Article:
A retired couple from Qingdao, Shandong province, on the roof of their motor home during a tour of Hainan province.[Photo by Liu Hailong for China Daily]
More than 60 percent of domestic holidays being taken in China are now “self-drive”, according to new research, prompting calls for an expansion of the country’s highway network and better roadside hospitality facilities.
The study, which surveyed tourists at hotels and tourist attractions in 40 cities in Jiangsu, Zhejiang and Anhui provinces and in Shanghai, said that self-drive holidays contributed more than 100 billion yuan ($15.68 billion) to those regions’ tourism income, and 1 trillion yuan nationally.
“Some 300 million licensed drivers, and increasing numbers of private cars, have made self-drive touring part of their lifestyles, said Wang Zheng, the deputy head and a researcher at Shanghai Academy of Social Sciences, which compiled the figures.
More than 2.2 billion self-drive trips were made in 2014, said Wang.
The research, jointly carried out by Xinhua News Agency’s Shanghai bureau, the Shanghai Academy of Social Sciences, and the Yangtze River Delta Self-Driving Tour Experts Committee, said that the cities of Hangzhou, Suzhou, Shanghai, Ningbo and Wuxi were the region’s most popular destinations, due to their rich tourism-friendly facilities, cultural heritage, quality services and popular local cuisine.
Self-drive tourists are spending more than the average tourist per head: some 5,000 yuan per year, according to the research.
Five percent of the 120,000 tourists questioned said they spend in excess of 10,000 yuan on self-drive tours over the past 12 months.
The increasing number of self-drive holidaymakers, meanwhile, has also pushed up demands on catering and the quality of service at expressway services areas.
Two-day trips were the most popular (a resounding 90 percent), with many saying they enjoyed staying overnight at their destinations, according to data from tuniu.com, the online booking platform.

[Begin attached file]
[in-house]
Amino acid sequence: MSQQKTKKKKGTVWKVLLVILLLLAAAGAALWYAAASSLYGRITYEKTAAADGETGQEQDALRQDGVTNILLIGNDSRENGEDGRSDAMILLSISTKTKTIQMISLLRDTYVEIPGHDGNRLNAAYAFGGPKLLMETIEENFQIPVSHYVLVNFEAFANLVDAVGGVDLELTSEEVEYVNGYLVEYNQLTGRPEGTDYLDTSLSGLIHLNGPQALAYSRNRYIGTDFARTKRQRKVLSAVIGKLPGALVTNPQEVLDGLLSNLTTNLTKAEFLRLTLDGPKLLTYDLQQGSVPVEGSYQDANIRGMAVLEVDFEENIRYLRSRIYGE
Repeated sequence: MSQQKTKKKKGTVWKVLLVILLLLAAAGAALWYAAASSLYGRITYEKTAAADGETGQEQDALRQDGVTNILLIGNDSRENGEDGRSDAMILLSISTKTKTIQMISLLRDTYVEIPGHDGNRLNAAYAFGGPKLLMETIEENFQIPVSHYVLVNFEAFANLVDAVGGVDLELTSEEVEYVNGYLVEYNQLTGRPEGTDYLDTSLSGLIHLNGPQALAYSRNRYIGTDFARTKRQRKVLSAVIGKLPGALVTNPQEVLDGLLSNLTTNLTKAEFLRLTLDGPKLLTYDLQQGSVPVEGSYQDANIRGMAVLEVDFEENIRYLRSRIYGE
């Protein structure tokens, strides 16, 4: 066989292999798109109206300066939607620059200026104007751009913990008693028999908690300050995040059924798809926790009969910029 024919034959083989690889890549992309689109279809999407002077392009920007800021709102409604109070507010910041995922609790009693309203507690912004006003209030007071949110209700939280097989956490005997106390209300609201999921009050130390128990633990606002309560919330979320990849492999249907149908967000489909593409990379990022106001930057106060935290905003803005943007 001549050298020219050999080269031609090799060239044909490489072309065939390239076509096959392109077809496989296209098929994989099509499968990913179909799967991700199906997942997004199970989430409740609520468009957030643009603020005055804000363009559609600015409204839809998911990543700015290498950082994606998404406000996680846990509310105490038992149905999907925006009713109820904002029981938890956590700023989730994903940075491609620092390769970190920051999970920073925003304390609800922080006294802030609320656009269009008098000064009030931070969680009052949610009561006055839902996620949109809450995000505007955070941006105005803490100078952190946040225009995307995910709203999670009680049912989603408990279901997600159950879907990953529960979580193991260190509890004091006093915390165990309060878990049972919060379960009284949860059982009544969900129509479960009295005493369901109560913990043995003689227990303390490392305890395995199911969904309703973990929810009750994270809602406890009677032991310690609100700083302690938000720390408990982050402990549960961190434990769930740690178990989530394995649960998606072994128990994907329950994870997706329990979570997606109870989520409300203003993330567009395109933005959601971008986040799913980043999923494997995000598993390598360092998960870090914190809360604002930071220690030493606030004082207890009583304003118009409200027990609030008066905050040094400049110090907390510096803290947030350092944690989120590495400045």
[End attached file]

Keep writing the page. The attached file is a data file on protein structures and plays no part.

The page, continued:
A parking lot for self-drive tourists near the Shennongjia Nature Reserve in Hubei province.[Photo provided to China Daily]
“There are many incentives for choosing self-drive tours,” said Zhang Zhiqiang, a 28-year-old Shanghai school teacher.
“Sometimes I simply drive two hours from Shanghai to stay in Suzhou, to eat some local seasonal food, such as meat-stuffed moon cakes in autumn or crabs in early winter.
“If there are any events going on such as art exhibitions, I may stay overnight for a day-tour－I’m pretty flexible,” said Zhang, who said he spends an average 1,500 yuan on eating, admission tickets to museums and shows, hotels, road tolls and gas during a typical trip.
The rising demand for self-drive tours has also helped boost sales of Sport Utility Vehicles, said market insiders.
“It is obvious that SUVs are growing in popularity among Chinese car buyers,” said Chang Xiawei, the sales manager with a United States-based auto brand in Shanghai.
“SUVs have been replacing sedans as they can carry more people and more equipment, such as tents, fishing rods and barbecue kits.
“They can handle any terrain, too, such as muddy roads in the mountains.”
SUVs have accounted for around 30 percent of the growth in private car sales since 2014, according to data from Nomura International (Hong Kong) Ltd.
As a result, there has also been a rise in demand for tourist facilities aimed at self-driving families with children.
In Hangzhou, for instance, several hotels and resorts offer packages that include items such as hiking, fishing, riding and biking, admission tickets to shows and art performances, or lake cruises, as well as all food and board.
“Hotels and resorts are seeing more children staying than ever before. Self-driving makes traveling with children much easier, and these younger travelers nowadays are much more widely exposed to the world than their parents,” said Chen Gang, deputy head of Ningbo Tourism Bureau.
“The needs of children are often the most important consideration when families choose their destinations.”
The most confident self-drive tourists are also trying to explore the world by car, marking another huge growth opportunity for tour operators.
“We have seen a rising demand for overseas car-rental services, international driving license applications and international car insurance,” said Lin Aili, the manager of Shanghai Lijiang Travel Ltd.
“Although less than 1 percent of self-drive tourists are doing their driving overseas, I expect those numbers to surge, as that type of holiday gains popularity among increasingly well-traveled Chinese tourists.”